Heads You Win (Jeffrey Archer) – book review

Anyone who enjoyed Jeffrey Archer’s seven volume Clifton Chronicles will lap up his latest rags-to-riches tale which contains all of the familiar elements of his novels. It is his first stand-alone novel in a decade as the Clifton Chronicles has taken up most of his time. There is a virtuous young hero who makes his way through the world of banking and politics, making loyal allies and duplicitous enemies along the way. But as is typical of Archer, his central character is noble, resilient and very clever. There are beautiful and intelligent women. And the main villains are nasty and without any redeeming features whatsoever.

Heads You Win tells the story of Alexander Karpenko, an ambitious teenager raised in Leningrad in the 1960s. His father ran the docks but had ambitions to organise the workers into a union. But after his father was killed by the KGB, Alex and his mother were forced to flee Leningrad to save their own lives. On the docks they had to make a choice between a boat heading for England or one heading for America. A toss of the coin would decide their fate.

It’s at this point that Archer gives his story its Sliding Doors structure. One narrative strand follows Alexander (or Sasha as he is known) and his mother as they head to England, while the other strand follows them as they head to New York. Alex is driven to succeed. In England Sasha is a gifted student who becomes involved in politics. In New York, Alex shows his entrepreneurial spirit and eventually becomes involved with the rich Lowell family from Boston and their dark secrets, and ends up as a banker. In both cities though Alex’s formidable mother Elena draws upon the skills she plied working in the canteen on the docks of Leningrad to work her way up to owning a couple of restaurants.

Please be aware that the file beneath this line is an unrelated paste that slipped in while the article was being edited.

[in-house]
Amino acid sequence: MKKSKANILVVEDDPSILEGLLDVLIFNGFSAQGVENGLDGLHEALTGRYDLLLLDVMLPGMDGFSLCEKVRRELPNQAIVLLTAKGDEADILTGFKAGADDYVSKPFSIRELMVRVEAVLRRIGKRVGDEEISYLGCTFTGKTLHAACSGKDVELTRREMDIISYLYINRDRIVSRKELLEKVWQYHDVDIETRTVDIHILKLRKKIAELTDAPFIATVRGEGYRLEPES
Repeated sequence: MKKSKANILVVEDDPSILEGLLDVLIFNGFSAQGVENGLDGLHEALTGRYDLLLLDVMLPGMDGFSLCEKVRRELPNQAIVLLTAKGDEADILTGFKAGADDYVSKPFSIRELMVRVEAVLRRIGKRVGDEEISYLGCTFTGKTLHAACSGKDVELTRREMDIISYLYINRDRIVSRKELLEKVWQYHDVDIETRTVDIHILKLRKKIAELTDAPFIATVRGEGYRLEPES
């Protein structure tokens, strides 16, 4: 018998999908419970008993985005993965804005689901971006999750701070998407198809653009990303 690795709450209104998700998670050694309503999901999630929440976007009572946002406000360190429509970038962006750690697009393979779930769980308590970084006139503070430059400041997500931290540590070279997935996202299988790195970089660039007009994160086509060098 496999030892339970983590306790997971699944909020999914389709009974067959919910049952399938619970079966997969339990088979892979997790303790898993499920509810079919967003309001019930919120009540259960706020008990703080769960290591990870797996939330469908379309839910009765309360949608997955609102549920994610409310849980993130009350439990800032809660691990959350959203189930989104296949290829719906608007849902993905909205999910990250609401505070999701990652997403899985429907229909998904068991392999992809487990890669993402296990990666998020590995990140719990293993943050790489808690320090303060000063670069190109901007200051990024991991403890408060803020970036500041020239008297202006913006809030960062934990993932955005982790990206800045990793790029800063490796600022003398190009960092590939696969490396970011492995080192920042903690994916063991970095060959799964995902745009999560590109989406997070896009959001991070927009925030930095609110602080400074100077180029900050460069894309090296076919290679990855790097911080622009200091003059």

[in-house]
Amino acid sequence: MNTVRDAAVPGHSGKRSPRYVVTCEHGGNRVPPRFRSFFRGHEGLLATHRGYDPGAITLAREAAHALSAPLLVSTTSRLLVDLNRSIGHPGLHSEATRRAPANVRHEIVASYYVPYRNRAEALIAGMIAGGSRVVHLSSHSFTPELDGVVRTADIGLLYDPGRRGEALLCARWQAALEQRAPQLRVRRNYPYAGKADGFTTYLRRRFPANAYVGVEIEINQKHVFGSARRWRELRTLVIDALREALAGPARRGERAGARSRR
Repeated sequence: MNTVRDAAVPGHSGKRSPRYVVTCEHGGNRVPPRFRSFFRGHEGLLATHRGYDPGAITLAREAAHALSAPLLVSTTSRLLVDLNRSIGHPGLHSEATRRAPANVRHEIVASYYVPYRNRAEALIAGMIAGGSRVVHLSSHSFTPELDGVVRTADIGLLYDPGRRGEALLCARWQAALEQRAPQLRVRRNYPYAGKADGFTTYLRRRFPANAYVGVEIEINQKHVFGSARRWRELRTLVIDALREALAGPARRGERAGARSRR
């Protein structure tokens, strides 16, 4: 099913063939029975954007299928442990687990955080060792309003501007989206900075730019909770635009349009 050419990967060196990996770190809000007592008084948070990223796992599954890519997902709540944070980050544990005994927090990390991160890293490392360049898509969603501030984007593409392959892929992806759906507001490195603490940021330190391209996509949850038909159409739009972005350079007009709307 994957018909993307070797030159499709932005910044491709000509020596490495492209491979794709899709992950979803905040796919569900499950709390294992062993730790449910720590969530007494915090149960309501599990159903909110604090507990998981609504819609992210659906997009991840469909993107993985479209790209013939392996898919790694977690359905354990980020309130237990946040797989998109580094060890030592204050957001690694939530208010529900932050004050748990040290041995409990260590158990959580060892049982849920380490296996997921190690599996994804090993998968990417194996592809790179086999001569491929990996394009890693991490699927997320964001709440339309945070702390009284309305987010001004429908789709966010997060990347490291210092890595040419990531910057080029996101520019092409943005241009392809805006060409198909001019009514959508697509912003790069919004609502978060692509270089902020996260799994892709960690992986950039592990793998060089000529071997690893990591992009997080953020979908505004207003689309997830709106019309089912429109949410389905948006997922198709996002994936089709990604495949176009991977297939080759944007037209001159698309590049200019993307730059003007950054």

But Sasha and Alex also dream of following in his father’s footsteps and has ambitions of returning to Russia to become elected as its first democratic leader. There are enemies driven by greed, jealousy or a desire for revenge that set out to destroy Alexander along the way.

The novel and its backdrop have clearly been well-researched, and Archer draws upon some of his own experiences of politics to shape the novel. He gives us a snapshot of social and political changes across three decades in both Europe and America with Vietnam, the changing face of Russia as it moves from communism and its repressive regime to glasnost and the rise of the powerful oligarchs. There are a lot of pop cultural touchstones, and even some cameo appearance from Robert and Edward Kennedy, Margaret Thatcher, Tony Blair and Vladimir Putin.

Heads You Win contains many of the familiar elements that made up the Clifton Chronicles, but it also draws on elements from earlier works such as Kane and Abel. But it is still a gripping page-turner and makes for engaging reading. However, the ending seems rushed. The conclusion is a little contentious and a little confusing and disappointing. Maybe Archer is paving the way for a sequel?

Nonetheless, I flew through the 470 pages in under two days. Archer’s fans will not be disappointed.

Greg King

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